Speculators add liquidity. And they tend to take the more extreme positions in trade – both to increase the return potential to them and to provide adequate leverage for exercising a series of options to manage their own risk, thereby narrowing the range of risk for others.
Occasionally, a market can heat up or cool down to the extent that the positions taken by speculators may have an impact greater than usual. However, even in such situations, the existence of the speculative element more reflects – rather than produces – the market effect.
This is important, because current political rhetoric from inside the Beltway finds it very convenient to blame the speculator for the run-up in prices.
One proposed solution is to restrict the speculation in New York. Changes in margins, contract volume, and the like may well be in order. But attempting to restrict futures contracts only to those who have an interest in the underlying wet barrels – i.e., actual buyers or sellers of the crude – will simply move the speculation to markets beyond U.S. control.
Not a good idea for a market already dependent on other countries for upwards to two-thirds of daily oil needs. It also merely accentuates what I do regard as the primary cause: Hedging.
Why Hedging Is A Valid Exercise, Too
It allows providers and recipients of both crude oil and oil products to protect their bottom lines from undesirable changes in prices. They will do so by either counter-positioning consignments or taking options (which essentially do the same thing).
However, the parties are not the same in each case. With crude oil, the provider is a production company while the recipient is a refinery. In the case of oil products, the provider is a refinery, with the recipient a wholesaler (or "jobber").
Leaving hedging as the only, or primary, arbiter of price will bring us back to the situation that prompted creation of futures contracts in the early 1980s. They were designed to open up markets to more participants and effectively wrestle the determination of price from the hands of a few very large international oil companies (the famous "Seven Sisters").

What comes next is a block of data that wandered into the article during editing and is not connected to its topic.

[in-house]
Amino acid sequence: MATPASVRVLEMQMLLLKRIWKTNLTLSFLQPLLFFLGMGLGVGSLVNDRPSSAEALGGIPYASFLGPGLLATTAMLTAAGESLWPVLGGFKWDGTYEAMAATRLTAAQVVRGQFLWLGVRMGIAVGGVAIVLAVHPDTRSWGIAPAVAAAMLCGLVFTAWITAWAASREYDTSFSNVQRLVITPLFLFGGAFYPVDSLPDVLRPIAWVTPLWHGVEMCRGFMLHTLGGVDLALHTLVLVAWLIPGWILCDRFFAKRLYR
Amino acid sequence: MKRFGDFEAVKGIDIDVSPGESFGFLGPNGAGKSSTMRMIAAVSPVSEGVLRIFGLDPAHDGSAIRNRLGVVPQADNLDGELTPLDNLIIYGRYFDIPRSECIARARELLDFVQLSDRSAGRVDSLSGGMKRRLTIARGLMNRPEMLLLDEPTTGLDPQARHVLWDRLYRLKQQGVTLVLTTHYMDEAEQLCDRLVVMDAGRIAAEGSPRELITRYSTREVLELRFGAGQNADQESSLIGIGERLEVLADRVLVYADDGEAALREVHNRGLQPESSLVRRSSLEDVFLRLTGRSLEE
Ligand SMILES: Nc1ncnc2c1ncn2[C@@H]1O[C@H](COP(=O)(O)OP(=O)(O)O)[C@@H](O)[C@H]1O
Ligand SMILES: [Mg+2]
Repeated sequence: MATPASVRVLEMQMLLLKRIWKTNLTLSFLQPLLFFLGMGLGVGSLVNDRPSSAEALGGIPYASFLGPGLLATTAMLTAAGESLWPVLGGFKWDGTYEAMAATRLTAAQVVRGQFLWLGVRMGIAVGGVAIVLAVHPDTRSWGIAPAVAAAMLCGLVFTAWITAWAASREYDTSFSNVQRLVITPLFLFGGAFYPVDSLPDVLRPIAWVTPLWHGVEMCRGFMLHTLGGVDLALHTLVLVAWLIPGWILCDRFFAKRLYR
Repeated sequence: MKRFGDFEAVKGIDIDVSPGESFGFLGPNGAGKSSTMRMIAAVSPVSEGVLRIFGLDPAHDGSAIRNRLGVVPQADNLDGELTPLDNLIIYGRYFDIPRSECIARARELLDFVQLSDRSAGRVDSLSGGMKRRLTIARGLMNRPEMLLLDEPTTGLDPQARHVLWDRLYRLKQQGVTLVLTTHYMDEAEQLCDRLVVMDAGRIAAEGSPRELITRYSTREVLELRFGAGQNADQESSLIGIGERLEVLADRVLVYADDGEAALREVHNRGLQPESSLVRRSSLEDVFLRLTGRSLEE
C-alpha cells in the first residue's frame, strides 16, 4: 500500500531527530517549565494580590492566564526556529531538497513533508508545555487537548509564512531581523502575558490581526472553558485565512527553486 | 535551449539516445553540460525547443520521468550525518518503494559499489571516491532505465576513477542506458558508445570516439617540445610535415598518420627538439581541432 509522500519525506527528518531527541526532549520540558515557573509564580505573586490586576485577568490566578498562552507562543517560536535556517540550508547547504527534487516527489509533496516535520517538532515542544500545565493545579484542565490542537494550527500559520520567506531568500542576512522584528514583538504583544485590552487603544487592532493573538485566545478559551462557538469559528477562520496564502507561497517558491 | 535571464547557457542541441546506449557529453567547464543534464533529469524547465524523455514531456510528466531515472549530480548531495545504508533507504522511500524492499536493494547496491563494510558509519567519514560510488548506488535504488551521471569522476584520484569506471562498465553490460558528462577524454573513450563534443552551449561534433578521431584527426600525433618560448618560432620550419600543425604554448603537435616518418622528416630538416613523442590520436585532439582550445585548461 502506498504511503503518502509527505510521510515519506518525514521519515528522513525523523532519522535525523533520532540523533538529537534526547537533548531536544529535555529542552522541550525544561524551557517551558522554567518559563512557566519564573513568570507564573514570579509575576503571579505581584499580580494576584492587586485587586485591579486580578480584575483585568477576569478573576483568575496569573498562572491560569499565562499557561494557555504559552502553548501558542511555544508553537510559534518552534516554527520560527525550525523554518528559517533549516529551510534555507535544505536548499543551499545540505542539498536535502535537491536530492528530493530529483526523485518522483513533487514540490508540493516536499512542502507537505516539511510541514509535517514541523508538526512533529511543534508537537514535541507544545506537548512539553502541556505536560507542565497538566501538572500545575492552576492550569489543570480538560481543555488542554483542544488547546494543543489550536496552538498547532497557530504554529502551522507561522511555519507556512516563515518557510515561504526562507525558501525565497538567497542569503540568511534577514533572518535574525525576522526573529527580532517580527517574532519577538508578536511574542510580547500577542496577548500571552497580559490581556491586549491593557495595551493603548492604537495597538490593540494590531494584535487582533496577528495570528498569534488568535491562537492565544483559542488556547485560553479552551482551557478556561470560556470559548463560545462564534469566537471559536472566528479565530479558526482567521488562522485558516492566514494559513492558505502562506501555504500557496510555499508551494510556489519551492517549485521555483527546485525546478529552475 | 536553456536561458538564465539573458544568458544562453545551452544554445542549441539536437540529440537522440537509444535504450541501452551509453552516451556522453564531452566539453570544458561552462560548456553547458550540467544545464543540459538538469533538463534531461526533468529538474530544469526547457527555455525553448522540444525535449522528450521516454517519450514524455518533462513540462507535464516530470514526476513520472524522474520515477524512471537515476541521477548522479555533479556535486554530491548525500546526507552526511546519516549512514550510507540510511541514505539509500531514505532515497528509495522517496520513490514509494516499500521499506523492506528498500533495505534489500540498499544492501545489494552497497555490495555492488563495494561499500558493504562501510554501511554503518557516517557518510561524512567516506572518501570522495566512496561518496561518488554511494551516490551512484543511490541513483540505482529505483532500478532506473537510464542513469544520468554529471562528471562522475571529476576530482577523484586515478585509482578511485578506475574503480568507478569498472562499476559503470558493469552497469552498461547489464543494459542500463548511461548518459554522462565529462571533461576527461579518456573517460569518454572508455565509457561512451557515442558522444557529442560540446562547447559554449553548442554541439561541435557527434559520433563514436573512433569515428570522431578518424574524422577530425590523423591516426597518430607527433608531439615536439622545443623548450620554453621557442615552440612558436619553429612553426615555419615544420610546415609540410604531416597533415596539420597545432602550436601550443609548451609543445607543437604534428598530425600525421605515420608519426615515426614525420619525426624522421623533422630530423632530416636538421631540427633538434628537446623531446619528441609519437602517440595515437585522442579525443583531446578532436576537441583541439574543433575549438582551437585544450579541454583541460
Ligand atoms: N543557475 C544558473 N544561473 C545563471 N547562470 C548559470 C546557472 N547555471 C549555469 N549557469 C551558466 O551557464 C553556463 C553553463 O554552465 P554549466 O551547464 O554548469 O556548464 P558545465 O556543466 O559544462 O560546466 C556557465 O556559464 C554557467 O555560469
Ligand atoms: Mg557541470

These days, returning to hedging as the way to set pricing once again allows a few players to dictate prices. Today, however, the main participants are not international majors, but national oil companies, other OPEC members, or Russian Rosneft (OTC:RNFTF).
The market price would not be determined by thousands of smaller end users, but by huge producers bent on maintaining higher prices. Nonetheless, the larger vertically integrated oil companies (VIOCs) – those who control the process from wellhead to refinery to retail outlet – would still benefit if hedging were the only solution.
The refinery remains the lynchpin in the entire process. Those who control refinery capacity control the pricing in the regional and local markets they serve.
Anecdotal evidence is already emerging that VIOCs were unusually active in trading in near-month futures contracts in their own product – both when crude oil and gasoline prices were rising through close on April 29 and thereafter, as crude plummeted almost 15% through close on May 6.
Does this improve either the pricing picture or the demand-side concern hitting the average consumer at the pump? I think not.